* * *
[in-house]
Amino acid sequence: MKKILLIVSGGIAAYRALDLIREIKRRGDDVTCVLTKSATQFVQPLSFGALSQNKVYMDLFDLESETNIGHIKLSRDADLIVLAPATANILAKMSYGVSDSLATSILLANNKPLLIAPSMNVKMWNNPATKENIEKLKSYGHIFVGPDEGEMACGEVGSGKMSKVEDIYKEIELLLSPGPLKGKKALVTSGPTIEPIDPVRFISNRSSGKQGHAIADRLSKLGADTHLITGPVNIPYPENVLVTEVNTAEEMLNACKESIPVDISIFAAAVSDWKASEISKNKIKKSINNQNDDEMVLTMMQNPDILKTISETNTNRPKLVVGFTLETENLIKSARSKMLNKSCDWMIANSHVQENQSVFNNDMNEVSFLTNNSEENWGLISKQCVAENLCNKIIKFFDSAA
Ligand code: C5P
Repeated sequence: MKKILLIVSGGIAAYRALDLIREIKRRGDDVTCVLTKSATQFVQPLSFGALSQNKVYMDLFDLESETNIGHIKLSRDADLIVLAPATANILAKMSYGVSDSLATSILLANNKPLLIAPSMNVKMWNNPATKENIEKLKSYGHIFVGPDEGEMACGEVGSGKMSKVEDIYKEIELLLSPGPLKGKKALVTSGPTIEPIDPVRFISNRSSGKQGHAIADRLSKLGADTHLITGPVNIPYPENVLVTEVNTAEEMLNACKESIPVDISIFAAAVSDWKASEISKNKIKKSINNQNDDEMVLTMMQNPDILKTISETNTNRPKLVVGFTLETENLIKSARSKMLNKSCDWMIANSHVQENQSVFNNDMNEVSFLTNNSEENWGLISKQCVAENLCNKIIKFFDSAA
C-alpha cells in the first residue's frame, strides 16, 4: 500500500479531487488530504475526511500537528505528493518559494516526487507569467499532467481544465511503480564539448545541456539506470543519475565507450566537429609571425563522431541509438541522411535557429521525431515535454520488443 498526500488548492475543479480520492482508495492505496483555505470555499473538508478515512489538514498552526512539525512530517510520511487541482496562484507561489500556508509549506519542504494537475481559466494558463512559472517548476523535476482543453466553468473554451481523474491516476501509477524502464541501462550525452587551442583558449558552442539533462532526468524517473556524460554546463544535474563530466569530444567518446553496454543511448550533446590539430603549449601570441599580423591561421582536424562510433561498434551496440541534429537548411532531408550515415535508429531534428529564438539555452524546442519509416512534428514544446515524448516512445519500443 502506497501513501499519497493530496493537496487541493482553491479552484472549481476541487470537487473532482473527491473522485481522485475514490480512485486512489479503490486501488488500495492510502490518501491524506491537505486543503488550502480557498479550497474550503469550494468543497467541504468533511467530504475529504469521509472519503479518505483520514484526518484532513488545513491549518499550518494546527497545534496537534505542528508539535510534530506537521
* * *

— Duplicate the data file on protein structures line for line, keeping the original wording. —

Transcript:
[in-house]
Amino acid sequence: MKKILLIVSGGIAAYRALDLIREIKRRGDDVTCVLTKSATQFVQPLSFGALSQNKVYMDLFDLESETNIGHIKLSRDADLIVLAPATANILAKMSYGVSDSLATSILLANNKPLLIAPSMNVKMWNNPATKENIEKLKSYGHIFVGPDEGEMACGEVGSGKMSKVEDIYKEIELLLSPGPLKGKKALVTSGPTIEPIDPVRFISNRSSGKQGHAIADRLSKLGADTHLITGPVNIPYPENVLVTEVNTAEEMLNACKESIPVDISIFAAAVSDWKASEISKNKIKKSINNQNDDEMVLTMMQNPDILKTISETNTNRPKLVVGFTLETENLIKSARSKMLNKSCDWMIANSHVQENQSVFNNDMNEVSFLTNNSEENWGLISKQCVAENLCNKIIKFFDSAA
Ligand code: C5P
Repeated sequence: MKKILLIVSGGIAAYRALDLIREIKRRGDDVTCVLTKSATQFVQPLSFGALSQNKVYMDLFDLESETNIGHIKLSRDADLIVLAPATANILAKMSYGVSDSLATSILLANNKPLLIAPSMNVKMWNNPATKENIEKLKSYGHIFVGPDEGEMACGEVGSGKMSKVEDIYKEIELLLSPGPLKGKKALVTSGPTIEPIDPVRFISNRSSGKQGHAIADRLSKLGADTHLITGPVNIPYPENVLVTEVNTAEEMLNACKESIPVDISIFAAAVSDWKASEISKNKIKKSINNQNDDEMVLTMMQNPDILKTISETNTNRPKLVVGFTLETENLIKSARSKMLNKSCDWMIANSHVQENQSVFNNDMNEVSFLTNNSEENWGLISKQCVAENLCNKIIKFFDSAA
C-alpha cells in the first residue's frame, strides 16, 4: 500500500479531487488530504475526511500537528505528493518559494516526487507569467499532467481544465511503480564539448545541456539506470543519475565507450566537429609571425563522431541509438541522411535557429521525431515535454520488443 498526500488548492475543479480520492482508495492505496483555505470555499473538508478515512489538514498552526512539525512530517510520511487541482496562484507561489500556508509549506519542504494537475481559466494558463512559472517548476523535476482543453466553468473554451481523474491516476501509477524502464541501462550525452587551442583558449558552442539533462532526468524517473556524460554546463544535474563530466569530444567518446553496454543511448550533446590539430603549449601570441599580423591561421582536424562510433561498434551496440541534429537548411532531408550515415535508429531534428529564438539555452524546442519509416512534428514544446515524448516512445519500443 502506497501513501499519497493530496493537496487541493482553491479552484472549481476541487470537487473532482473527491473522485481522485475514490480512485486512489479503490486501488488500495492510502490518501491524506491537505486543503488550502480557498479550497474550503469550494468543497467541504468533511467530504475529504469521509472519503479518505483520514484526518484532513488545513491549518499550518494546527497545534496537534505542528508539535510534530506537521